Remembering our history

Preserving Our Norwegian Roots

The EFCA has a rich Scandinavian history.

How’s your Swedish? Can you read Norwegian? What about Danish?

Many of our pastors and church members have a vague awareness that the EFCA has some Scandinavian roots, but in most of our churches, it would be hard to find a single person who can speak any of those languages.

The EFCA was founded by immigrants from Sweden, Norway and Denmark, and both the first and second generations worshipped in their mother tongues. By the third generation, many of the young people were totally fluent in English and relatively few knew the Scandinavian languages, so worship services in the churches were increasingly done in English by the 1930s.

Ivar Odegaard working on the history project
Ivar Odegaard working on the history project

After some earlier names, the Norwegian and Danish Free Churches united as what was called the Evangelical Free Church Association (EFCA) while the Swedish churches were known as the Evangelical Free Church of America (conveniently also the EFCA). When they merged together in 1950, they assumed the official name from the Swedish group and we have been the Evangelical Free Church of America ever since.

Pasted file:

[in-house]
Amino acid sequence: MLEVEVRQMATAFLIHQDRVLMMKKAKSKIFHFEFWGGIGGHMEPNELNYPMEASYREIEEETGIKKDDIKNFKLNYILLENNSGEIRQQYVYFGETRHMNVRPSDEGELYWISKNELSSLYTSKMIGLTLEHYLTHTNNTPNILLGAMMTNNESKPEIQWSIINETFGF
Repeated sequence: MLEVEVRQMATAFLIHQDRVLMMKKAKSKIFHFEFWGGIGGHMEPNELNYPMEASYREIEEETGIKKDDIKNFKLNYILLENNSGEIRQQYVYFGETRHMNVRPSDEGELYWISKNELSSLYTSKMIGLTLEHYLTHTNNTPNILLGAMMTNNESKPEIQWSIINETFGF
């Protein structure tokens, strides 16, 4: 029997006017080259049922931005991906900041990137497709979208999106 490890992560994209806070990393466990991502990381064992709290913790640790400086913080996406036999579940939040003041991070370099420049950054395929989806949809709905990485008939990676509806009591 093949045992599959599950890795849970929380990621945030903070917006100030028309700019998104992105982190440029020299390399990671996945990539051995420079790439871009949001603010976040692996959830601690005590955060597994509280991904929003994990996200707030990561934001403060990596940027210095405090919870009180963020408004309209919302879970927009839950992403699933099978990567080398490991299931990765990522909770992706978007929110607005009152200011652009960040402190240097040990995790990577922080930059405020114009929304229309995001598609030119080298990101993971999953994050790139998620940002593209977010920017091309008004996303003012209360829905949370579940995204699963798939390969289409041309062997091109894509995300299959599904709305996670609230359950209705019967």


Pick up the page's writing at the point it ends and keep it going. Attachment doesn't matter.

Lloyd Hansen working on the history project
Lloyd Hansen working on the history project

From about 2007 until 2010, a task force was formed to collect the history of the Norwegian Free Churches in order to preserve materials for future generations. Leaders like Ivar Odegaard, Milo Lundell and Lloyd Hansen visited many of the Norwegian churches and researched their histories.

Ultimately a sizable collection emerged which is preserved in the EFCA Archives. But they also developed a media presentation called “God at Work: A Collection of Stories of the Missional Work of the Early Evangelical Free Church Among Norwegian Immigrants.” This half-hour video is available at https://vimeo.com/20231426.

Tom Cairns

Tom Cairns is the archivist for the EFCA. A physician who worked for 19 years in Congo, Tom later served as director of international ministries for the EFCA mission, now known as ReachGlobal. Since retirement, Tom enjoys sharing stories about the history of the EFCA, answering questions from our churches and helping the churches with their own stories. He also uploads our historical books, photos and documents to our archive website. Tom’s great desire is to bring glory to God as we celebrate the history we have in the EFCA.

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